**Date Published:** January 01, 2018

**Publisher:** International Union of Crystallography

**Author(s):** Marianne Liebi, Marios Georgiadis, Joachim Kohlbrecher, Mirko Holler, Jörg Raabe, Ivan Usov, Andreas Menzel, Philipp Schneider, Oliver Bunk, Manuel Guizar-Sicairos.

http://doi.org/10.1107/S205327331701614X

**Abstract**

**The mathematical framework and reconstruction algorithm for small-angle scattering tensor tomography are introduced in detail, as well as strategies which help to reduce the amount of data and therewith the measurement time required. Experimental validation is provided for the application to trabecular bone.**

**Partial Text**

Nanoscale features can be probed in a spatially resolved fashion when scanning a sample through a focused X-ray beam and recording a small-angle X-ray scattering (SAXS) pattern at each location (Fratzl et al., 1997 ▸), a technique referred to as scanning SAXS. The real-space resolution is defined by the beam size and the scanning step size, which is typically chosen in the order of several to a few tens of micrometres, but can also be as small as some tens of nanometres or as large as millimetres. For each scanning point, nanoscale features are probed in reciprocal space by the SAXS pattern, typically measuring a spectrum of feature sizes in the range of a few nanometres to a few hundred nanometres. The capability to study the distribution of nanoscale structures over extended sample areas is of particular interest for hierarchically structured materials for which the length scales of interest span many orders of magnitude (Fratzl & Weinkamer, 2007 ▸; Meyers et al., 2008 ▸; Beniash, 2011 ▸; He et al., 2015 ▸; Van Opdenbosch et al., 2016 ▸).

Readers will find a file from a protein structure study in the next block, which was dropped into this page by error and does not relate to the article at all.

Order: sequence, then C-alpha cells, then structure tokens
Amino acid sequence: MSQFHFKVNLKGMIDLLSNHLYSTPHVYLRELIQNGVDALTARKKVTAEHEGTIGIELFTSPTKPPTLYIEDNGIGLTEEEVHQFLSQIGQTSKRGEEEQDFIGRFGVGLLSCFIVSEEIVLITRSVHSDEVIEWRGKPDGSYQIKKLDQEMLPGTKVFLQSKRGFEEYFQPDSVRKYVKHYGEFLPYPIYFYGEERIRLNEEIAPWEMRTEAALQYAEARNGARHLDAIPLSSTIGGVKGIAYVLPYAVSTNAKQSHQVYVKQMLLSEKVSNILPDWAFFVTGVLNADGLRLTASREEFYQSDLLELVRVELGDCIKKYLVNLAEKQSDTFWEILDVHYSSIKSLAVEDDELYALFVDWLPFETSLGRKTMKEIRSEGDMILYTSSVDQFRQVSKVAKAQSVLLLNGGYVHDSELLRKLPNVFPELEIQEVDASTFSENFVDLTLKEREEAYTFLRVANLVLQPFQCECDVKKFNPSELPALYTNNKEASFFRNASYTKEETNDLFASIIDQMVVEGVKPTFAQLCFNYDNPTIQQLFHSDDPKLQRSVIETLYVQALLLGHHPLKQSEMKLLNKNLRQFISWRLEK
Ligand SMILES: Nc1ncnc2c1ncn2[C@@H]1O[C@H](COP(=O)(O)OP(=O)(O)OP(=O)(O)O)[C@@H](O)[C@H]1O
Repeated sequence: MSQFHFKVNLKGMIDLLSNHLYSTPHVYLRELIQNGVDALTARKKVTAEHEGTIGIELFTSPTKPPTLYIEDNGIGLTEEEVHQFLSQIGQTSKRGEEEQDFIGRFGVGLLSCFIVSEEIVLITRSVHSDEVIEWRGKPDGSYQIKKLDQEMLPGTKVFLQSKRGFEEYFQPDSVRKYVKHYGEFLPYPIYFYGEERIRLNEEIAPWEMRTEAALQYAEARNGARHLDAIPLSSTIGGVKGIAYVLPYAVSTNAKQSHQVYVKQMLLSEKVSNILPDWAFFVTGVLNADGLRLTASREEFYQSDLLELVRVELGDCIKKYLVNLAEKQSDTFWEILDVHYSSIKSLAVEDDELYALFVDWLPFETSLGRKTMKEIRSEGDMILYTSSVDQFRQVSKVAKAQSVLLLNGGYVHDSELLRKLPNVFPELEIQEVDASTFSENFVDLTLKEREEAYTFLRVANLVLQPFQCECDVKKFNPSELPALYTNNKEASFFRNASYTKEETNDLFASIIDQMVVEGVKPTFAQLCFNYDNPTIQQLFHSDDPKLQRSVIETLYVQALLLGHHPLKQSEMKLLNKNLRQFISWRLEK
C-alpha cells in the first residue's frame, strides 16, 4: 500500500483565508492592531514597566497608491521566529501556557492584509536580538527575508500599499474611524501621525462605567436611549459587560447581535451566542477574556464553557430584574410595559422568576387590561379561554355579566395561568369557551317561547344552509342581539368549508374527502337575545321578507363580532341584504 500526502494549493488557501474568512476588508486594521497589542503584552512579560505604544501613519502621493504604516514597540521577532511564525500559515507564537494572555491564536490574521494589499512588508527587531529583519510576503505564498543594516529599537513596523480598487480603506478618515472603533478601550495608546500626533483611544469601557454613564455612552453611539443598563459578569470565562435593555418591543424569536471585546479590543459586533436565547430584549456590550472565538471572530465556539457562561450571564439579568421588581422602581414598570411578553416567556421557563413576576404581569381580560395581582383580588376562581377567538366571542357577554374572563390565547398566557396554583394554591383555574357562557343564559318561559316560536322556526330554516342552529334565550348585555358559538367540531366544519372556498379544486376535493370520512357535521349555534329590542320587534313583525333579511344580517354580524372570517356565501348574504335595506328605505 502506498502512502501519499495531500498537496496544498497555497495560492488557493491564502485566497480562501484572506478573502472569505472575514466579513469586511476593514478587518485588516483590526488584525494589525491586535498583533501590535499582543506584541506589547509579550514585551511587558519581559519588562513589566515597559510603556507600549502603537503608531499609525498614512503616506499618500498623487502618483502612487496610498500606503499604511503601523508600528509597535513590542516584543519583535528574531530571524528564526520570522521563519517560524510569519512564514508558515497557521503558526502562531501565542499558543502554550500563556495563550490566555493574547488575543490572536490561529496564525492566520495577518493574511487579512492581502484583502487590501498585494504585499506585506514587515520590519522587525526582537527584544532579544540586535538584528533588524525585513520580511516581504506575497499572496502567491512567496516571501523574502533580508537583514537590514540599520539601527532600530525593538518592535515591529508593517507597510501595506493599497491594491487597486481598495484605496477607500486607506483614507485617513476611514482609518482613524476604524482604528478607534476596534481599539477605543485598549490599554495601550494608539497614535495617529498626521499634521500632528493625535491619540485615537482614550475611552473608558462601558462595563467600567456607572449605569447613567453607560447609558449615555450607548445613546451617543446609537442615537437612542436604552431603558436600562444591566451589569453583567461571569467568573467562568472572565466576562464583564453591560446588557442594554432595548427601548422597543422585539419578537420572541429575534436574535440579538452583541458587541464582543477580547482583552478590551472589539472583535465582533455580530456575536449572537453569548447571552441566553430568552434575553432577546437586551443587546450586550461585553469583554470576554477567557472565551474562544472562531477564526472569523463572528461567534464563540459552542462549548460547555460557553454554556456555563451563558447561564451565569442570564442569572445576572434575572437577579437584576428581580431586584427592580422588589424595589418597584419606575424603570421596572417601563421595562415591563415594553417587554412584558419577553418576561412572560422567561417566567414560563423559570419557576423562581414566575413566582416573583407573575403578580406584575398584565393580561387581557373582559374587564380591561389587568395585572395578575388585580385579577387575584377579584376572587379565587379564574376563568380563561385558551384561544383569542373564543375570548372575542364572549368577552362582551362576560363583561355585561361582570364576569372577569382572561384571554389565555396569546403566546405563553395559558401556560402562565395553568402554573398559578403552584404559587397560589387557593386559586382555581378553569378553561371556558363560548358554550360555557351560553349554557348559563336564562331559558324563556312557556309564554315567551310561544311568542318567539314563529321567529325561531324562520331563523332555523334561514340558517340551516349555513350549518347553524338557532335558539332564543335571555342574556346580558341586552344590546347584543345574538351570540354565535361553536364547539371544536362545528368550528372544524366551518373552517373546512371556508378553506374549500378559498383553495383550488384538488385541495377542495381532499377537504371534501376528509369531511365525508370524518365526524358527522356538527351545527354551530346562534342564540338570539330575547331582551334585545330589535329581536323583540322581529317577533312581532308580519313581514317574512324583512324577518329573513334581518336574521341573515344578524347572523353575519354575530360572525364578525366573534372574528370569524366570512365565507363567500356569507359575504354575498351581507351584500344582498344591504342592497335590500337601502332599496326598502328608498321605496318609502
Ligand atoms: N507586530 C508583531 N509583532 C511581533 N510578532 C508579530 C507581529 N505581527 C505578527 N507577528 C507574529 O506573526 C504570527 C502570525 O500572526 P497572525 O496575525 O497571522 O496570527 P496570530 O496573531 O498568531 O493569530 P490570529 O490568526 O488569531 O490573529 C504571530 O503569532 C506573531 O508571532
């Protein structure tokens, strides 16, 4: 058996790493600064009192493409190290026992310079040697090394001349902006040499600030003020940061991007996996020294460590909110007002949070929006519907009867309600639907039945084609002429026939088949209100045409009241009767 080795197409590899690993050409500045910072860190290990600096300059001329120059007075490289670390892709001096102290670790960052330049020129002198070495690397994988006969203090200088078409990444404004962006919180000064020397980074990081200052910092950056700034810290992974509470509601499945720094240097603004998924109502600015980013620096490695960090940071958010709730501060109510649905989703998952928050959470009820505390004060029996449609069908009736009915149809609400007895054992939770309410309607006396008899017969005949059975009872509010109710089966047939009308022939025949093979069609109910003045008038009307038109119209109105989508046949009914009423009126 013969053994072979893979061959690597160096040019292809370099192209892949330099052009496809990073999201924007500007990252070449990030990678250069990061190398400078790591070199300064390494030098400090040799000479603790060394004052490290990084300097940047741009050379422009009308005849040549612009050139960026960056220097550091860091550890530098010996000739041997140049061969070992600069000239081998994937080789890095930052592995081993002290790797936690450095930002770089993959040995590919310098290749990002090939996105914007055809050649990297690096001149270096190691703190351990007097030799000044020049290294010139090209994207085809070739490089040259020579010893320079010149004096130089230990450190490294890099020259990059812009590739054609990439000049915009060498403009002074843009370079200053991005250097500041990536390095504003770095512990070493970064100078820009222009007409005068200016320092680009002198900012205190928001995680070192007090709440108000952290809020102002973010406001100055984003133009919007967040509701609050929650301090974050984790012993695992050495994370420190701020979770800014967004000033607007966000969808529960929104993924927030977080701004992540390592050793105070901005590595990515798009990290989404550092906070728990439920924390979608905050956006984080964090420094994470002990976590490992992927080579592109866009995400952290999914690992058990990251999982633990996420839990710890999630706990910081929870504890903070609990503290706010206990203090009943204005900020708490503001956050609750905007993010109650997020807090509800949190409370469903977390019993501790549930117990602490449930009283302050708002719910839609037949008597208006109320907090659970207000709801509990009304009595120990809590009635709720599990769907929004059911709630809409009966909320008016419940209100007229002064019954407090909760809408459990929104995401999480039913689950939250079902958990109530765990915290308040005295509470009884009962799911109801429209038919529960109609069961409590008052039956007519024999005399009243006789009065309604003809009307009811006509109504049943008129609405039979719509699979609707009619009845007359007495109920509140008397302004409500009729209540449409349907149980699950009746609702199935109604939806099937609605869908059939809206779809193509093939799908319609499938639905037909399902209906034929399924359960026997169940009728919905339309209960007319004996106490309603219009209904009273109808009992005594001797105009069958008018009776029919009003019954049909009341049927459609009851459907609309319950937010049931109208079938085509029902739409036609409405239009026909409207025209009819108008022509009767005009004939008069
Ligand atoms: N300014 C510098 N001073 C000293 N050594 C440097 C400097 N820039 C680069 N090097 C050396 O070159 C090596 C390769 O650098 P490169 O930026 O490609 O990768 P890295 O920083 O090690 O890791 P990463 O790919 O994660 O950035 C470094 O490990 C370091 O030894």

The ab initio characterization of the anisotropy of nanostrucure in a three-dimensional volume requires measurement of the sample from many possible orientations, not only around one rotation axis, but in a grid of two-dimensional orientation angles using two rotation axes. It is necessary to define a coordinate transformation from laboratory coordinates , with z pointing along the direction of the X-ray beam, to sample Cartesian coordinates , as illustrated in Fig. 2 ▸. This transformation is described for the nth sample orientation by a rotation matrix .

For the reconstruction of the three-dimensional reciprocal-space map in one specific q range, an iterative optimization algorithm is used to minimize the error metric between the modelled intensity, as calculated in equation (3), with respect to the measured data , for all scanning positions and sample orientations, Minimizing this error metric is a first-order approximation to a maximum-likelihood estimation for photon-counting Poisson noise (Thibault & Guizar-Sicairos, 2012 ▸). The measured intensity at each point and each orientation is divided by the transmitted intensity to compensate for absorption of the sample (Schroer et al., 2006 ▸). The parameters to optimize are the spherical harmonic coefficients, , and their orientation through and . A binary mask, , is used to denote valid data regions. It is equal to one for all valid data points and can be set to zero for bad detector angular sectors, φ, or where the scattering of the sample is obstructed, for example by the sample mount.

To validate the suitability of a series of spherical harmonics as a model to describe the three-dimensional reciprocal-space map, we used data from a 20 µm-thin section of trabecular bone (sample A). The data were taken with a beam size of 20 × 20 µm at different rotation angles β around the y axis of the beamline coordinate system as illustrated in Fig. 1 ▸(a). Further experimental details can be found in Appendix B. As the lateral resolution matches the thickness, the measurements give an adequate representation of imaging a planar arrangement of voxels and it has been shown that for thin samples a single rotation axis provides sufficient information on the three-dimensional arrangement of nanostructures (Georgiadis et al., 2015 ▸). Image registration (Guizar-Sicairos et al., 2008 ▸) of the transmission images, recorded simultaneously to the SAXS data, was used to assign the scattering from multiple orientations to individual voxels. This procedure is described in more detail by Georgiadis et al. (2015 ▸).